What book or books have had a strong influence on you or your writing?
Lord of the Rings was a magnificent discovery. The breadth and the depth of the story. Many might find it odd, but Terry Pratchett Discworld books are a great inspiration. Terry wrote a lot of good fantasy, mixed with good humour and excellent philosophies for life. A truly sad loss.
CS Lewis and Narnia stayed with me from school days up to today. I know they’re for children, but I will still pop the audio book of one of the Narnia tales on when I am on a long drive.
Do you have any future projects that you would like to discuss?
I have the third and final Amara book at an exciting stage. The book is finished I know exactly where it goes and how it ends. I now have to smooth out the lumps and bumps before pushing it over to my editor.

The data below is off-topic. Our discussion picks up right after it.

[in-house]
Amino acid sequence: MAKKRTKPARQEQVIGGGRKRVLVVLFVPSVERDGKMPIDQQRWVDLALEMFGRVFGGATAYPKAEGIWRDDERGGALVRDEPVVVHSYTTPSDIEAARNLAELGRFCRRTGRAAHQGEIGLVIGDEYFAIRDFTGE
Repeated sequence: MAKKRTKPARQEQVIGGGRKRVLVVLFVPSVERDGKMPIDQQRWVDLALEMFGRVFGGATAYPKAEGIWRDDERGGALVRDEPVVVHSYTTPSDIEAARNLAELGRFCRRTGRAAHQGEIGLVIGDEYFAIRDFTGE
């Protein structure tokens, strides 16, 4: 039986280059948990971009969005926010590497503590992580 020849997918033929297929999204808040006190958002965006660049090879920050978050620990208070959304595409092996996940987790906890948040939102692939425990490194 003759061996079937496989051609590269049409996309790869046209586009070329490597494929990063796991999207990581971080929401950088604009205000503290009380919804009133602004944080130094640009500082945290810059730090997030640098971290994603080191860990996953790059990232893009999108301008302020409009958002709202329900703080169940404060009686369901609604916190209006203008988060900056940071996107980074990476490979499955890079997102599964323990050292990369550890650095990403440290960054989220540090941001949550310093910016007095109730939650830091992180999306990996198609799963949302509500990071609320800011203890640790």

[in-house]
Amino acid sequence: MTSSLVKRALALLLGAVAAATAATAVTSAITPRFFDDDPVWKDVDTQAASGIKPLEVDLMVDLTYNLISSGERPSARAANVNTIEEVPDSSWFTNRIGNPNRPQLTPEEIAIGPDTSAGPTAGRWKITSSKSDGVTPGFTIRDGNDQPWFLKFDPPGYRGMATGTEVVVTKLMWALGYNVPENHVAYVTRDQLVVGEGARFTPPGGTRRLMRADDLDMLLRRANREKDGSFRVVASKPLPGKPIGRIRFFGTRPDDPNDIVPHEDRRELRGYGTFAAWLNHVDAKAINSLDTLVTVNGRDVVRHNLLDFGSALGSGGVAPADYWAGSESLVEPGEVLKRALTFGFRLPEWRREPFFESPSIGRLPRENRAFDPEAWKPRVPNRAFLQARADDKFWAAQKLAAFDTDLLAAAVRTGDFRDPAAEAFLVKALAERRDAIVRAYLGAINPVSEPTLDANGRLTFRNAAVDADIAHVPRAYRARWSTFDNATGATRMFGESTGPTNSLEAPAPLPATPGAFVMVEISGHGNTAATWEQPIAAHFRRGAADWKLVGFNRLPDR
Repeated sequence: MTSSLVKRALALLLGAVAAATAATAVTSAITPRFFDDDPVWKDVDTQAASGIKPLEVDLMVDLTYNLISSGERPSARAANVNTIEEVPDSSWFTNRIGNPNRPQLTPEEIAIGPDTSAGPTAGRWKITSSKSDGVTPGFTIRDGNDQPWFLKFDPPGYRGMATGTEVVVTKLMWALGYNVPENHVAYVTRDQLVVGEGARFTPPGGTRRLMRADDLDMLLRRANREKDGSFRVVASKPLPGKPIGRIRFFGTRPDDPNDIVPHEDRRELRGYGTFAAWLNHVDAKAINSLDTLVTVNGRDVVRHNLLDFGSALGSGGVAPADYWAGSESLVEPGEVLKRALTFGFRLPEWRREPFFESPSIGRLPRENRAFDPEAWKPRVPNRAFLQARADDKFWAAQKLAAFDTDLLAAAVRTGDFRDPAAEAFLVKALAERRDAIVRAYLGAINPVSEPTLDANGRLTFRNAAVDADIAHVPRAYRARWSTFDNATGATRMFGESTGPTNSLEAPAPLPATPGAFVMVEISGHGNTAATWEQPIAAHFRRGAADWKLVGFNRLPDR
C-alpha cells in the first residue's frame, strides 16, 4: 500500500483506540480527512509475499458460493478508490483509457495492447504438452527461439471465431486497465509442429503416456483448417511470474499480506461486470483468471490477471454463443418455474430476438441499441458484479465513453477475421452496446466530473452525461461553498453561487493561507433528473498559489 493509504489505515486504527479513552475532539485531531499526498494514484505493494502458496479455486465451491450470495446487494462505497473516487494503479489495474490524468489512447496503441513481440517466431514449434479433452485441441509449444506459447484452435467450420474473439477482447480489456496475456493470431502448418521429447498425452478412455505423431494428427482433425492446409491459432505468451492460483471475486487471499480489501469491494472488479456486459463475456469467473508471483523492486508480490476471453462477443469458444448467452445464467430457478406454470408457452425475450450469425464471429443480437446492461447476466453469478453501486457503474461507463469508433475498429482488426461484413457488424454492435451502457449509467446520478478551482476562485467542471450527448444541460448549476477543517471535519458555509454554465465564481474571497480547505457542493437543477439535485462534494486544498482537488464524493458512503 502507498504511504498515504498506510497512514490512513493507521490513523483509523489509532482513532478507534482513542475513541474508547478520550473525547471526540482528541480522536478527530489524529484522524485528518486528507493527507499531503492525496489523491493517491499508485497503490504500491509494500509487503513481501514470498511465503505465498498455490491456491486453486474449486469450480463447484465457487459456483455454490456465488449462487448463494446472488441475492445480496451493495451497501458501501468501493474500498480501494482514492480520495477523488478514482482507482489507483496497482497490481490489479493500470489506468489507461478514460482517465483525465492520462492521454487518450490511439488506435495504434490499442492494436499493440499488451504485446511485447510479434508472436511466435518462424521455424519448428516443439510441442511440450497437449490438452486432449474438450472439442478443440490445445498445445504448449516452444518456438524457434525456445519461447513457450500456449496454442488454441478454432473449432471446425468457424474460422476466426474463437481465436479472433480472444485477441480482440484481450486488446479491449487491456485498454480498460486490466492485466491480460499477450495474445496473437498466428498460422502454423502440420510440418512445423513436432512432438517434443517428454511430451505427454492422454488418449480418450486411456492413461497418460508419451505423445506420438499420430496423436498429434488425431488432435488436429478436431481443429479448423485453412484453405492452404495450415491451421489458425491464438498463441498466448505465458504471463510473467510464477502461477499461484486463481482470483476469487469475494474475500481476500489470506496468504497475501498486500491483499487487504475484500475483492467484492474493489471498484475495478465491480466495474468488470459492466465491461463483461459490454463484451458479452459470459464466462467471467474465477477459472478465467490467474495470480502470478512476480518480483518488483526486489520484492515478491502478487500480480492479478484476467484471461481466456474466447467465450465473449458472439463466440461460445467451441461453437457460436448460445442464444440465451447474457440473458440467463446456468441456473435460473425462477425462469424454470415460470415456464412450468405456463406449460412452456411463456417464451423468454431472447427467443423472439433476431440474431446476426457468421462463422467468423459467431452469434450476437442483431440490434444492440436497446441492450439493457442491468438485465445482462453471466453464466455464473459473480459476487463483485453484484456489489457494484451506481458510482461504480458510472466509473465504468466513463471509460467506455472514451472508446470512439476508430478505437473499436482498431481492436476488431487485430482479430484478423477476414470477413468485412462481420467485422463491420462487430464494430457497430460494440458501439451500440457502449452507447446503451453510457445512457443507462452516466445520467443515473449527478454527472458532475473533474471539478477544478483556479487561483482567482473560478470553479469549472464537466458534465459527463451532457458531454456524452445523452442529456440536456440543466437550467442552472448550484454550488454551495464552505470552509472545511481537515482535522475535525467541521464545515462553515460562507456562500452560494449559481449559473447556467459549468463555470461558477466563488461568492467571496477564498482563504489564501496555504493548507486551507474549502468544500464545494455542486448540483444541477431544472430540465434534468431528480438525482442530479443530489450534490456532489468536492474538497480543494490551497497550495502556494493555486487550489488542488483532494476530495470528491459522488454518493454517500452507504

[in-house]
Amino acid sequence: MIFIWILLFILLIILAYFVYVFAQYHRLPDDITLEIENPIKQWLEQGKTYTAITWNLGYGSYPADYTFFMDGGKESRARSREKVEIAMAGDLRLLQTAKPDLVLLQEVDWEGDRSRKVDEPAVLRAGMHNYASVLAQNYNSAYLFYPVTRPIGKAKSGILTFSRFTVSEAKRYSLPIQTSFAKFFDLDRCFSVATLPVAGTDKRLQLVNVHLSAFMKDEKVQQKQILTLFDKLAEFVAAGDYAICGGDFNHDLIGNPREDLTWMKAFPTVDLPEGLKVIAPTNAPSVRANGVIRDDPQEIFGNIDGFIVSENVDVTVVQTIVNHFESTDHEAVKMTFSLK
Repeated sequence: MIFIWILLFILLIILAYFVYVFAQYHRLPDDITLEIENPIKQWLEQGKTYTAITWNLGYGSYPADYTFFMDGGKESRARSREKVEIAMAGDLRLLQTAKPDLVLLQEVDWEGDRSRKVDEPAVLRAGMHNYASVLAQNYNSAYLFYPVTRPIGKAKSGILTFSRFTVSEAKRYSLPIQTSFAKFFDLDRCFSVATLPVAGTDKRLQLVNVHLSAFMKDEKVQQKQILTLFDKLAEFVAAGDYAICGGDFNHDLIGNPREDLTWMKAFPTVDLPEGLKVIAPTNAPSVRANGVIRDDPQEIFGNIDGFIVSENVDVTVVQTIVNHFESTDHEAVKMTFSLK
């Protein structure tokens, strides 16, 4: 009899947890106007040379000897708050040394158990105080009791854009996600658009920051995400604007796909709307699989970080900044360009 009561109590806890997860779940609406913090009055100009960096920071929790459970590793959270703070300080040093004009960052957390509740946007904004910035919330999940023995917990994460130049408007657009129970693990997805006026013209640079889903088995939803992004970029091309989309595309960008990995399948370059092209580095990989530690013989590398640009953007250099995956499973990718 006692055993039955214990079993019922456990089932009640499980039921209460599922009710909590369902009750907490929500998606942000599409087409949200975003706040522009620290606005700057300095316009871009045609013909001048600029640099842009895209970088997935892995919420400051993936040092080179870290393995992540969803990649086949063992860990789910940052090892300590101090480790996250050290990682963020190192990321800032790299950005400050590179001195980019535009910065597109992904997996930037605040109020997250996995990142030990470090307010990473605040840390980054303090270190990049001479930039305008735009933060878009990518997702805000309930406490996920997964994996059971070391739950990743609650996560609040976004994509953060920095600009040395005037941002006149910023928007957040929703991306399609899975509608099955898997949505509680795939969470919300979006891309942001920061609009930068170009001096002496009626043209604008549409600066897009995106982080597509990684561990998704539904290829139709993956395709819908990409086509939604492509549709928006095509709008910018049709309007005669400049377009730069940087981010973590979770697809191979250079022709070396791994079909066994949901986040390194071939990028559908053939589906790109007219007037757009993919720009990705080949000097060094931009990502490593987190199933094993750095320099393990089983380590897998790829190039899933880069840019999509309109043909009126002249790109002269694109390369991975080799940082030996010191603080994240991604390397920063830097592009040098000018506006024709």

Bubbling through is the next WIP in the queue. ‘The Tales of Tork the Wanderer.’ It is a parody of Greek mythology. Almost an exact opposite to Stephen Fry’s Mythos. I have unsympathetically mangled the pantheon of Greek gods and ancient tales. I started it many years ago and became discouraged with trying to write humour. For some reason I recently dug it out and read a piece of it, I found myself laughing out loud. Tork’s encounter with the blind Seer and his escape from the Sirens are quite extraordinary. I decided to try to breath a little more life into it.
Starting to stack up is Pog-2. I didn’t plan to write a second story, but I think there are things that need to be taken to the next level.
Thank you so much for reading. You can find Eric Howard and his books via the links below:
Amazon Author: https://www.amazon.co.uk/EH-Howard/e/B00EIIHFD0/
Pog and the King’s Armour